With its picturesque canals, cobblestone streets and fairy-tale gabled houses, Bruges might have been custom built just to charm visitors. But this small and pleasingly quiet capital of West Flanders, 11 kilometers from the North Sea port of Zeebrugge, was actually once a mercantile center that dominated all of Western Europe under the powerful Dukes of Burgundy—which explains the profusion of priceless art and medieval architecture tightly packed within the city's moatlike ring of waterways.
Easily managed in a day, Bruges is a city for strolling: A walk in any direction from the handsome Market Square leads to immaculately preserved 13th-century churches and turreted merchants' houses. Former hostels for the sick and poor were long ago converted into museums containing works by local Old Masters like Jan Van Eyck.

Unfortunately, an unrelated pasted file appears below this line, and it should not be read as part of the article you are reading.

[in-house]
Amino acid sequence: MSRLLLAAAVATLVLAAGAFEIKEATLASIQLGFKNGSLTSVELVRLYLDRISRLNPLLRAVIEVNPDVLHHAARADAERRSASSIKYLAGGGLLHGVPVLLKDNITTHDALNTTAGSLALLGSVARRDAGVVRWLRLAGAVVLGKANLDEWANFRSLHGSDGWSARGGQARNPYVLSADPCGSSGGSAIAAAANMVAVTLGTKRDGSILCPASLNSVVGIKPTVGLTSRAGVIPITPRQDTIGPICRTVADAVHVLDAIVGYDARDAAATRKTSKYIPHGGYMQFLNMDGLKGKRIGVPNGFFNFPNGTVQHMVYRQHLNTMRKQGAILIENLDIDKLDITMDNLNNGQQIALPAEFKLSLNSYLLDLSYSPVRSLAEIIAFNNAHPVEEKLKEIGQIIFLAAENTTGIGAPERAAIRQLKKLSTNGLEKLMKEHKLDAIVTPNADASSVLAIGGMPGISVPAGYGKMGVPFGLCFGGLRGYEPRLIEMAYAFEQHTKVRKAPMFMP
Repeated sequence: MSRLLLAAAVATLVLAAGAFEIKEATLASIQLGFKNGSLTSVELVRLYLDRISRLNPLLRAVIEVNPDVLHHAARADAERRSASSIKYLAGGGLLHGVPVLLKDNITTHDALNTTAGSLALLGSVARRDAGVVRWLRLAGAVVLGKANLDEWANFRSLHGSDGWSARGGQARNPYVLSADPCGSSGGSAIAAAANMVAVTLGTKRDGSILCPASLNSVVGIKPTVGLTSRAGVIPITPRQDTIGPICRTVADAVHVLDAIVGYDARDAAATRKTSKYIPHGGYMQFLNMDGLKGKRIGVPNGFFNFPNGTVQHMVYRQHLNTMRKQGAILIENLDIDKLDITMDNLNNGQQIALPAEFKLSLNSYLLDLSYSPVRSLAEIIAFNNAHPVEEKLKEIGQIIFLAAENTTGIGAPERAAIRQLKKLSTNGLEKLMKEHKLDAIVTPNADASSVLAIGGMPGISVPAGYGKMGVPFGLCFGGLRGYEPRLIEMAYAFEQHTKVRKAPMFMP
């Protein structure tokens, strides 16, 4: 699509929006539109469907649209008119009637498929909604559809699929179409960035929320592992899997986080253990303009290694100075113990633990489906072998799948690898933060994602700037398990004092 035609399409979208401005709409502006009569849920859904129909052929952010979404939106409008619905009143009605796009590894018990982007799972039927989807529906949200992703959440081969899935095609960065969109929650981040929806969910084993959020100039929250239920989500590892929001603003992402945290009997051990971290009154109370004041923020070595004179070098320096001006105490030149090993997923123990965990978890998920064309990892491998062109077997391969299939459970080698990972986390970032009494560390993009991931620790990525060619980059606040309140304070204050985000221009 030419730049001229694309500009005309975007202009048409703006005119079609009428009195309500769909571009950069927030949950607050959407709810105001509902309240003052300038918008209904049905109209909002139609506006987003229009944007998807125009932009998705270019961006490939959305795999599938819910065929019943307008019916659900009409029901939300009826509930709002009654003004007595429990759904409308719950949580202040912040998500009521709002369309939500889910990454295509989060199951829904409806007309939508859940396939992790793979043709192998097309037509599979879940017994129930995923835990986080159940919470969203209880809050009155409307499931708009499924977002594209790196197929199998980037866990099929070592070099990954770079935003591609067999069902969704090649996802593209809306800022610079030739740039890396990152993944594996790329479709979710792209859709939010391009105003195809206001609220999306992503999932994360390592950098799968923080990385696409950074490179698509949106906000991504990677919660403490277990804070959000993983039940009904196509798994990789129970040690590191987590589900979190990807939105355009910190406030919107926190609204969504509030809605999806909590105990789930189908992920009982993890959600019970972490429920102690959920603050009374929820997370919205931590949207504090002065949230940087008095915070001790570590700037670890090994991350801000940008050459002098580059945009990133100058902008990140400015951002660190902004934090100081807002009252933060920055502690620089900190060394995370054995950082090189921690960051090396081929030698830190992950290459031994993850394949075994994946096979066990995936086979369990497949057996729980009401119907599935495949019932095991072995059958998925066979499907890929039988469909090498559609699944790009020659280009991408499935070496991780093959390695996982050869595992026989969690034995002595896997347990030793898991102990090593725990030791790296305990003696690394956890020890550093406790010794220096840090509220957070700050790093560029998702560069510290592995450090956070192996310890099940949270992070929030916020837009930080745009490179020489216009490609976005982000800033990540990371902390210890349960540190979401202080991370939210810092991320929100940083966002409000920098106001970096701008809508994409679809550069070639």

Bruges is famous for its sweet tooth, with numerous chocolate shops and sidewalk vendors selling hot-off-the-iron waffles topped with whipped cream. Its pubs serve Belgium's famously quaffable beers in an atmosphere of warmth and coziness that the Flemish call gezellig. You'll be charmed.